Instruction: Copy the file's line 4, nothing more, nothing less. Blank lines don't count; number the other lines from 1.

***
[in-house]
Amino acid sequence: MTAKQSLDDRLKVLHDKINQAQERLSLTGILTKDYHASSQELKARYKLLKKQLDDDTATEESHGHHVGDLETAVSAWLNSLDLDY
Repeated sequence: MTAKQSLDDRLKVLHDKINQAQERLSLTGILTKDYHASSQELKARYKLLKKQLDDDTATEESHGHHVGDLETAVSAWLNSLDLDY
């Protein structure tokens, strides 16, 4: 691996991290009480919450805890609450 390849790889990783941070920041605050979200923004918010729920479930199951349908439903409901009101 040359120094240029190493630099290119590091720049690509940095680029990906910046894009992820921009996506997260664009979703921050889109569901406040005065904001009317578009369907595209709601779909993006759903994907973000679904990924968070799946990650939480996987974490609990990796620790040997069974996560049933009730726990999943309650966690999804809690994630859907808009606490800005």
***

């Protein structure tokens, strides 16, 4: 691996991290009480919450805890609450 390849790889990783941070920041605050979200923004918010729920479930199951349908439903409901009101 040359120094240029190493630099290119590091720049690509940095680029990906910046894009992820921009996506997260664009979703921050889109569901406040005065904001009317578009369907595209709601779909993006759903994907973000679904990924968070799946990650939480996987974490609990990796620790040997069974996560049933009730726990999943309650966690999804809690994630859907808009606490800005």